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The Football

Anne Bealing Published: 01 November 2023

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The morning was cold and dry. Tom drove his lorry into the fuel station. It would take many litres of diesel to fill his tank which was nearly empty since his long trip through France and on via the Channel Tunnel to Folkestone. He yawned. It was only just light and many more miles lay ahead of him before he would reach his home town.

He was a regular at the Folkestone services. He filled his tank and went inside to exchange banter with the girls at the pay desk. The thought of an English breakfast was tempting so he turned his lorry away from the pumps and headed for the café. He ate slowly, reading the paper, and drinking his coffee. After a while he decided it was time to make a move. As he walked back across the lorry park, a football shot out from some trees, hitting him on the arm and rebounding on to the grass nearby.

‘Mister. Mister. Give us the ball,’ shouted a voice. Two young boys, one taller than the other emerged from behind the trees.

‘Kick it back Mister,’ shouted the smaller boy. Tom walked over to the ball and picked it up. What would children be doing here? Who were they with?

‘Mister, give us the ball back,’ said the boy again with a bit more urgency in his voice. In the brighter light of early morning, Tom could see their dark, grubby clothing. Their sweatshirts were loose and baggy, swamping their thin young forms. The trainers they wore were decidedly battered and had no laces. Tom began to walk towards them. They stood watching him through the long dark fringes that fell onto their faces.

‘You can’t play here lads. It’s dangerous with all these lorries moving about. It’s not a playground. Go home. Shouldn’t you be getting ready for school?’ He held out the ball and looked more closely at the youngsters. Thoughts began running through his mind. Were they from one of the refugee camps in Calais? Had they got here on a lorry like his? Would they try and stow away on his lorry? But they didn’t sound foreign.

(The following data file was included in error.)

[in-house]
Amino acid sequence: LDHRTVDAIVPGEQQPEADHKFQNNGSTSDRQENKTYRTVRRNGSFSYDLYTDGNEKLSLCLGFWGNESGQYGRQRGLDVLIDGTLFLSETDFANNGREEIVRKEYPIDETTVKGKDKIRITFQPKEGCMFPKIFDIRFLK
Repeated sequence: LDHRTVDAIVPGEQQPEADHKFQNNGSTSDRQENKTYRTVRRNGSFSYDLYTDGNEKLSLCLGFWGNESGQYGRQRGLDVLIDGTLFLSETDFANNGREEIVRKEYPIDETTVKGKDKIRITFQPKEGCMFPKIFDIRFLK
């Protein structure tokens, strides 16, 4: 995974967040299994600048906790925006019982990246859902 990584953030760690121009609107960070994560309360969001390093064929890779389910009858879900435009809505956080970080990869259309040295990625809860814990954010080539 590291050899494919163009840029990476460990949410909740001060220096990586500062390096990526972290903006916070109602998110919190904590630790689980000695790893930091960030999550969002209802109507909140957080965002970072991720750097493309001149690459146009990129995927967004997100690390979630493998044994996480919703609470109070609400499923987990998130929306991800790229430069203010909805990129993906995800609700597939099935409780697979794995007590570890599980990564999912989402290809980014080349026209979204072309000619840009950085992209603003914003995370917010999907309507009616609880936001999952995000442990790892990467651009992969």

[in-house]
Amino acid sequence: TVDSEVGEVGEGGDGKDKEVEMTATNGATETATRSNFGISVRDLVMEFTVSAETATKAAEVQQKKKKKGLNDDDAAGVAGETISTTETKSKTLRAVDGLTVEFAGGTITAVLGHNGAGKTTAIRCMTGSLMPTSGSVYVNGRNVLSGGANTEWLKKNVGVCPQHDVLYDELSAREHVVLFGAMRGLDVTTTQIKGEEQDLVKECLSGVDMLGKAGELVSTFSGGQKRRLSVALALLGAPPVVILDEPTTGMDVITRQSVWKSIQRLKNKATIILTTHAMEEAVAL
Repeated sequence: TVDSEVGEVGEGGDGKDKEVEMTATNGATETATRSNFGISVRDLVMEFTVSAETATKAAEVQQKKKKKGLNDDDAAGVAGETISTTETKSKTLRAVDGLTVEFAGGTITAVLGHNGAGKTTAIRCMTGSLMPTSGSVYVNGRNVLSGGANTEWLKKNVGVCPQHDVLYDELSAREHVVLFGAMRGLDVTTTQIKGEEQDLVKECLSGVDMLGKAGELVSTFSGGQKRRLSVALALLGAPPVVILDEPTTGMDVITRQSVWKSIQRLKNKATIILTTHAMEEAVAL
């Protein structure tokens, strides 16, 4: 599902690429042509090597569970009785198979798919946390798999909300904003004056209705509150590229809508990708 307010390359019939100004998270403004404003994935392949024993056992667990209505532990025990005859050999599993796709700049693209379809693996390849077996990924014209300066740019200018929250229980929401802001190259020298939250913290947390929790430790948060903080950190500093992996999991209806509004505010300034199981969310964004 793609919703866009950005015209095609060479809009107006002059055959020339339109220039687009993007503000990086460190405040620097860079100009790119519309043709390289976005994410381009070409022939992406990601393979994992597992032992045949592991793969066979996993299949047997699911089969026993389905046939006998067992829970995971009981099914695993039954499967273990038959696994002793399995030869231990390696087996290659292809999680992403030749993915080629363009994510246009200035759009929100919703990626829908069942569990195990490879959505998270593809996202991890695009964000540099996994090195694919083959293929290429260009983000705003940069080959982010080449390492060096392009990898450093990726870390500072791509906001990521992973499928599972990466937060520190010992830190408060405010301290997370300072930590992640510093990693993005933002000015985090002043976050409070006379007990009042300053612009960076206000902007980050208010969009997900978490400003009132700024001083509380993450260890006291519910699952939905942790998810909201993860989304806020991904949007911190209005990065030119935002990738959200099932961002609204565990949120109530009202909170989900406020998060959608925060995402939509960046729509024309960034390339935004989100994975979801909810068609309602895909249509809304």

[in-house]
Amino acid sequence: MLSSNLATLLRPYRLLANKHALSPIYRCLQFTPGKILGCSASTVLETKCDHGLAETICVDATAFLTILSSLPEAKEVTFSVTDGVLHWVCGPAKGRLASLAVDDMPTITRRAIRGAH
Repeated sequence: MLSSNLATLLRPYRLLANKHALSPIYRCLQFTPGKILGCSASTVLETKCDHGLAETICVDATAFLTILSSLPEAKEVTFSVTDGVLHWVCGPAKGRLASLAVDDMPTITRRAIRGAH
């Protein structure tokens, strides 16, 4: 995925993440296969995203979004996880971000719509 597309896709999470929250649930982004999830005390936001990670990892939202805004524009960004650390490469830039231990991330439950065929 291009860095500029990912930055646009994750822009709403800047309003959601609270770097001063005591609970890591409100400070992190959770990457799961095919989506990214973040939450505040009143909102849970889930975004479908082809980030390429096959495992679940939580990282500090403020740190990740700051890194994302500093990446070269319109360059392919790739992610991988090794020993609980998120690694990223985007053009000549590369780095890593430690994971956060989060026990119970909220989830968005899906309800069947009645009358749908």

He walked slowly towards them and threw the ball to the older boy. Both boys disappeared into the trees. Tom walked away but then his curiosity got the better of him and he turned back to see where the boys had gone. He hadn’t gone far into the wooded area when he saw the tent. A man was just emerging from it and he could hear him shouting at the boys.

‘I told you not to get the ball out in day time and it’s not a good place to play ball anyway. There are too many lorries – you’ll get run over.’

‘Just what I told them,’ said Tom as he approached the group.

‘They take no notice of me. No respect for their Dad,’ the man replied.

Tom gazed at him. He was about forty he guessed. His clothes weren’t as scruffy as the boys, but looked like they needed a good wash.

‘What are you doing here?’ Tom asked.

‘It’s a long story, mate, but basically me and the boys are homeless. Been like this for a week now. Lost my job. Lost my wife. No money left. We’re waiting for my sister to come and pick us up. She lives in Leeds but she can’t get time off work to drive all down here till the weekend.’ He rubbed a hand over the stubble on his chin and looked down at his feet. ‘Bit of a failure really.’

‘Could happen to any one mate. You never know what life’s gonna throw at you. How are you managing for eating?’

‘The girls in the café know we’re here. They see we’re alright. I’ve told them it’s only temporary. They understand.’

‘Well, I hope things turn out OK for you,’ said Tom. ‘Here.’ He drew out his wallet. ‘Here’s the euros I’ve got left. Take ‘em. I’m not going over again till next month. Give some to the girls in the café, like as a thank you.’ He held out the cash.’

The boys looked their dad who hadn’t moved forward to take the offered cash.

‘Take it Dad,’ said the younger lad. ‘We can have a real breakfast today – not leftovers.’ Tom thought for a moment.

‘I’ll tell you what… I’m heading up Leeds way. I’ll give you a lift – if we can be gone in the next ten minutes. Will that do?’

Now the man smiled. ‘That’s very kind. We can be ready in five minutes. There’s nothing to take.’

‘Just the football Dad,’ said the older boy.

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